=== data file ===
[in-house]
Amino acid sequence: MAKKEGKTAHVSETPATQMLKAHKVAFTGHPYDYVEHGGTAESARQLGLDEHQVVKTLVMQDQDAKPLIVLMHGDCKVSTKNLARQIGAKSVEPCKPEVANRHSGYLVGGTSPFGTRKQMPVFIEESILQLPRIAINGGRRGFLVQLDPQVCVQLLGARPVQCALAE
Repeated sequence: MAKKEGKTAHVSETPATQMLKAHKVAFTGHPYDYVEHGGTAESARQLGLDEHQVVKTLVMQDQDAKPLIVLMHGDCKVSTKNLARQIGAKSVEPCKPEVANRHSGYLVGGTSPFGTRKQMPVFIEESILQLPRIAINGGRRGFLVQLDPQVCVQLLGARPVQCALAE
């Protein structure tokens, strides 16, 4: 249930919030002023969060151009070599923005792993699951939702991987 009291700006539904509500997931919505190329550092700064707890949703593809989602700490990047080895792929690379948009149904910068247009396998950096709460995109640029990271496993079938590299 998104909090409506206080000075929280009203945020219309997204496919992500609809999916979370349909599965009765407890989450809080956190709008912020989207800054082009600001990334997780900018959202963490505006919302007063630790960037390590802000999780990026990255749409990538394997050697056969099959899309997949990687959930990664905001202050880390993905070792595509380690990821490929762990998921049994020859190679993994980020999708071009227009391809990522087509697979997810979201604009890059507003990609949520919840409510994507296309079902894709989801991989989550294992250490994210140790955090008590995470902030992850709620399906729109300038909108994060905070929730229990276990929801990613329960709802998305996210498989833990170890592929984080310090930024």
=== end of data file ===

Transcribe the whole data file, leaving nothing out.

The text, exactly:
[in-house]
Amino acid sequence: MAKKEGKTAHVSETPATQMLKAHKVAFTGHPYDYVEHGGTAESARQLGLDEHQVVKTLVMQDQDAKPLIVLMHGDCKVSTKNLARQIGAKSVEPCKPEVANRHSGYLVGGTSPFGTRKQMPVFIEESILQLPRIAINGGRRGFLVQLDPQVCVQLLGARPVQCALAE
Repeated sequence: MAKKEGKTAHVSETPATQMLKAHKVAFTGHPYDYVEHGGTAESARQLGLDEHQVVKTLVMQDQDAKPLIVLMHGDCKVSTKNLARQIGAKSVEPCKPEVANRHSGYLVGGTSPFGTRKQMPVFIEESILQLPRIAINGGRRGFLVQLDPQVCVQLLGARPVQCALAE
């Protein structure tokens, strides 16, 4: 249930919030002023969060151009070599923005792993699951939702991987 009291700006539904509500997931919505190329550092700064707890949703593809989602700490990047080895792929690379948009149904910068247009396998950096709460995109640029990271496993079938590299 998104909090409506206080000075929280009203945020219309997204496919992500609809999916979370349909599965009765407890989450809080956190709008912020989207800054082009600001990334997780900018959202963490505006919302007063630790960037390590802000999780990026990255749409990538394997050697056969099959899309997949990687959930990664905001202050880390993905070792595509380690990821490929762990998921049994020859190679993994980020999708071009227009391809990522087509697979997810979201604009890059507003990609949520919840409510994507296309079902894709989801991989989550294992250490994210140790955090008590995470902030992850709620399906729109300038909108994060905070929730229990276990929801990613329960709802998305996210498989833990170890592929984080310090930024």